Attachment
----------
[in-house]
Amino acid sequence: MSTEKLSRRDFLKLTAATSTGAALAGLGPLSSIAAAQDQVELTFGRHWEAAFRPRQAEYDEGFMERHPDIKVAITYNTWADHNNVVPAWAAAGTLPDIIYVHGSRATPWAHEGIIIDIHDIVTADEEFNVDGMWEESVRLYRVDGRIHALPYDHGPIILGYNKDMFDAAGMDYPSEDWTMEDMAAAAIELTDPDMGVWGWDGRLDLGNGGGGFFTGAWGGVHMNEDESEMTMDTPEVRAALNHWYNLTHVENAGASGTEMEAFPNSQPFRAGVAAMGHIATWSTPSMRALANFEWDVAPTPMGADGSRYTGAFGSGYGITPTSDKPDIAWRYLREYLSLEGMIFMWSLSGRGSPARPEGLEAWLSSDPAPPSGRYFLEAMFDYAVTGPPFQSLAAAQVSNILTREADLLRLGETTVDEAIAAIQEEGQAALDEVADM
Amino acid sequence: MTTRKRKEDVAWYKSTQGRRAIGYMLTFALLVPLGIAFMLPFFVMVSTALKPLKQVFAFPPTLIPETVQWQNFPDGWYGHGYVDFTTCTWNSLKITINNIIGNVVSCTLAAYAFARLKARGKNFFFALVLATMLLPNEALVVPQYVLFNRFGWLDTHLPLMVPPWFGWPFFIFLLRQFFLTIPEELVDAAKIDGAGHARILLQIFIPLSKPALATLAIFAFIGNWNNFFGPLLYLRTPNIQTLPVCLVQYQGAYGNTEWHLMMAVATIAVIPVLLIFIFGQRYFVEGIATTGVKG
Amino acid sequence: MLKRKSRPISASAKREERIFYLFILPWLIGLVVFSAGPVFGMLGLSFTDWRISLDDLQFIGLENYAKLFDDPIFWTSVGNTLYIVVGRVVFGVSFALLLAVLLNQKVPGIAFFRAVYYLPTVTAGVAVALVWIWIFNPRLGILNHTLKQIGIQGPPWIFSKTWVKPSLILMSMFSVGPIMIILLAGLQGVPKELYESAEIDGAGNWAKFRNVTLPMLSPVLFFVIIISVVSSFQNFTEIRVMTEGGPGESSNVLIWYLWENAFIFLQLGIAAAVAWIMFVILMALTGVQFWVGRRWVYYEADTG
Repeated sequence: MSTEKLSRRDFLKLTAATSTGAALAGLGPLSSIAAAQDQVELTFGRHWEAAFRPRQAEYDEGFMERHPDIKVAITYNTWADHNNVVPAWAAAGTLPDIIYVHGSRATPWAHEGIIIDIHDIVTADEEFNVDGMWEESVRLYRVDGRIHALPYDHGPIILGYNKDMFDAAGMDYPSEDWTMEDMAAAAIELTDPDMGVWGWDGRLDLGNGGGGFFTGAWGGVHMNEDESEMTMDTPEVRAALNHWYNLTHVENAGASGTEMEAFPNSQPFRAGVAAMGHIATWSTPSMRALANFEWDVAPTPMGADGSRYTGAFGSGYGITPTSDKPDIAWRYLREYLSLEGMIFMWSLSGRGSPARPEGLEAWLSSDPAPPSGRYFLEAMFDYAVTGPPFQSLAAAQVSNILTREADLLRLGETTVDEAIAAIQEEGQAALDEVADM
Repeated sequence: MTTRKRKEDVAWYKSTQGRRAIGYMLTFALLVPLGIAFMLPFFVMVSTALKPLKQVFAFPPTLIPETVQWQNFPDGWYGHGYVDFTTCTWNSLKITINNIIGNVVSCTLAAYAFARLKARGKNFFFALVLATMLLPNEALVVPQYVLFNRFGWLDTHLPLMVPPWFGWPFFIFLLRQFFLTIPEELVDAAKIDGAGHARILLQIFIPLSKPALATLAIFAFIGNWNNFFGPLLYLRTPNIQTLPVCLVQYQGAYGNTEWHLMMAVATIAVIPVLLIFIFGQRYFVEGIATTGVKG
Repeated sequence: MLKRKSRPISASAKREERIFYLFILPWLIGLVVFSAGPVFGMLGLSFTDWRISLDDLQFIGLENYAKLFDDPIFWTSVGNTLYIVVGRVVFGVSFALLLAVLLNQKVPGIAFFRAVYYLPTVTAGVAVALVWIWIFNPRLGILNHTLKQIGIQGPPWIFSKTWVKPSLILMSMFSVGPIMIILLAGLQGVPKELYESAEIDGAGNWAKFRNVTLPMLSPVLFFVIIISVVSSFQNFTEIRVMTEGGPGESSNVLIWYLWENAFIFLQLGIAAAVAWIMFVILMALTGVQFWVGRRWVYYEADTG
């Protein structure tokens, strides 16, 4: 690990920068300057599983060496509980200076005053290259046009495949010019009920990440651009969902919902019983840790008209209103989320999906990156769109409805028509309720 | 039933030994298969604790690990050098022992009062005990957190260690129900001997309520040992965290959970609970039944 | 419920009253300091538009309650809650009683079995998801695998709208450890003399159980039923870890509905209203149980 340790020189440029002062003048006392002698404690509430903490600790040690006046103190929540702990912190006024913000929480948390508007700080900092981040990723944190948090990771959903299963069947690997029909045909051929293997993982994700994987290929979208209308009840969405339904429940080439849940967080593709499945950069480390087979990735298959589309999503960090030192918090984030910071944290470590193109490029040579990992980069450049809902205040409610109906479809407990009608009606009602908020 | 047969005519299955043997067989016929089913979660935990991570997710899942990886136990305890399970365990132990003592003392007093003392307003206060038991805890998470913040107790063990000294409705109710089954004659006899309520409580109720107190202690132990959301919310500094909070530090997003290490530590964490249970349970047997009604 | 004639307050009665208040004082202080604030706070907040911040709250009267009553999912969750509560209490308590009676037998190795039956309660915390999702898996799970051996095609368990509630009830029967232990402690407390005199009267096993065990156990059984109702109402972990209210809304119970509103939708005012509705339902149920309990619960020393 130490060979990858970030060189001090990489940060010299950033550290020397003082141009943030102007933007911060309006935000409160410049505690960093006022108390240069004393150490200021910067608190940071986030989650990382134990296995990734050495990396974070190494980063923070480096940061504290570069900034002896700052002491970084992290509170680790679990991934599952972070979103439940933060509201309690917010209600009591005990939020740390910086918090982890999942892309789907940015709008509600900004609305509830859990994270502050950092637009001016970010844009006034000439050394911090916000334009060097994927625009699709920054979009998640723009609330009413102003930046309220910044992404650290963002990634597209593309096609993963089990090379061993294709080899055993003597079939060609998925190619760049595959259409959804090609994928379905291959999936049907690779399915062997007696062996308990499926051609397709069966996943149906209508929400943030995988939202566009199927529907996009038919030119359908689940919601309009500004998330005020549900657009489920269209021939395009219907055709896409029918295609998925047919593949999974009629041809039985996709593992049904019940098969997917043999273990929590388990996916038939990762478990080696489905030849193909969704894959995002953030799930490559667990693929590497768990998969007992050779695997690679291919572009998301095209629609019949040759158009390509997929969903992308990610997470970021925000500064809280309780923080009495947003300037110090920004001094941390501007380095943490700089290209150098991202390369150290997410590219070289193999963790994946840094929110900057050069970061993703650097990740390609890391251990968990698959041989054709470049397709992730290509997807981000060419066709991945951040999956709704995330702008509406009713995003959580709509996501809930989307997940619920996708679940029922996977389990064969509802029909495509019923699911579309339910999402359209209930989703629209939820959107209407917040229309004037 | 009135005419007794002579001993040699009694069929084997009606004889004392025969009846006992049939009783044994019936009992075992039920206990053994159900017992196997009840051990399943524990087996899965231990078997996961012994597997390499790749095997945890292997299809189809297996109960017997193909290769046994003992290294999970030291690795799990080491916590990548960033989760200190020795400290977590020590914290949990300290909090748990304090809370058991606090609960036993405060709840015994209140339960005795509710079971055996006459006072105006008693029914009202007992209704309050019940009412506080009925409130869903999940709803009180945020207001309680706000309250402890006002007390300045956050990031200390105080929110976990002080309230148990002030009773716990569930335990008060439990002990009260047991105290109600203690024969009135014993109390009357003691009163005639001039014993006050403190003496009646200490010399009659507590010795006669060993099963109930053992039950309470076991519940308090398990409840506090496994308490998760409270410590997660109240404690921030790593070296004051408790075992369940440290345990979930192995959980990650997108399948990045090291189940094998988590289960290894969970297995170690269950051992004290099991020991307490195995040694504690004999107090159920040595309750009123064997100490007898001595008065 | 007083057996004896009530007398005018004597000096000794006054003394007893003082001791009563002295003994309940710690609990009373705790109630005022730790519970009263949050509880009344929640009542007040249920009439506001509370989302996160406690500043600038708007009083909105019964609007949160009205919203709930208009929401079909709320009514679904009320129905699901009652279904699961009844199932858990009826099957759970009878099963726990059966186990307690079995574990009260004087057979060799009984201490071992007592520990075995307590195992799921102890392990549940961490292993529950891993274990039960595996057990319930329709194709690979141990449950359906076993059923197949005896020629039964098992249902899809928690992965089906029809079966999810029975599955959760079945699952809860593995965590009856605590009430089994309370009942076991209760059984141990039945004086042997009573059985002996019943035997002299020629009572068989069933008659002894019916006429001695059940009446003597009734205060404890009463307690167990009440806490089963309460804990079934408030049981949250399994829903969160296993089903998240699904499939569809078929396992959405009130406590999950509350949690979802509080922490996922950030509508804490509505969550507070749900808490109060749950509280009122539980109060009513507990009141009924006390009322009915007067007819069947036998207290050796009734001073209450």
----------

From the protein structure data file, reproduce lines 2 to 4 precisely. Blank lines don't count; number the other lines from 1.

Amino acid sequence: MSTEKLSRRDFLKLTAATSTGAALAGLGPLSSIAAAQDQVELTFGRHWEAAFRPRQAEYDEGFMERHPDIKVAITYNTWADHNNVVPAWAAAGTLPDIIYVHGSRATPWAHEGIIIDIHDIVTADEEFNVDGMWEESVRLYRVDGRIHALPYDHGPIILGYNKDMFDAAGMDYPSEDWTMEDMAAAAIELTDPDMGVWGWDGRLDLGNGGGGFFTGAWGGVHMNEDESEMTMDTPEVRAALNHWYNLTHVENAGASGTEMEAFPNSQPFRAGVAAMGHIATWSTPSMRALANFEWDVAPTPMGADGSRYTGAFGSGYGITPTSDKPDIAWRYLREYLSLEGMIFMWSLSGRGSPARPEGLEAWLSSDPAPPSGRYFLEAMFDYAVTGPPFQSLAAAQVSNILTREADLLRLGETTVDEAIAAIQEEGQAALDEVADM
Amino acid sequence: MTTRKRKEDVAWYKSTQGRRAIGYMLTFALLVPLGIAFMLPFFVMVSTALKPLKQVFAFPPTLIPETVQWQNFPDGWYGHGYVDFTTCTWNSLKITINNIIGNVVSCTLAAYAFARLKARGKNFFFALVLATMLLPNEALVVPQYVLFNRFGWLDTHLPLMVPPWFGWPFFIFLLRQFFLTIPEELVDAAKIDGAGHARILLQIFIPLSKPALATLAIFAFIGNWNNFFGPLLYLRTPNIQTLPVCLVQYQGAYGNTEWHLMMAVATIAVIPVLLIFIFGQRYFVEGIATTGVKG
Amino acid sequence: MLKRKSRPISASAKREERIFYLFILPWLIGLVVFSAGPVFGMLGLSFTDWRISLDDLQFIGLENYAKLFDDPIFWTSVGNTLYIVVGRVVFGVSFALLLAVLLNQKVPGIAFFRAVYYLPTVTAGVAVALVWIWIFNPRLGILNHTLKQIGIQGPPWIFSKTWVKPSLILMSMFSVGPIMIILLAGLQGVPKELYESAEIDGAGNWAKFRNVTLPMLSPVLFFVIIISVVSSFQNFTEIRVMTEGGPGESSNVLIWYLWENAFIFLQLGIAAAVAWIMFVILMALTGVQFWVGRRWVYYEADTG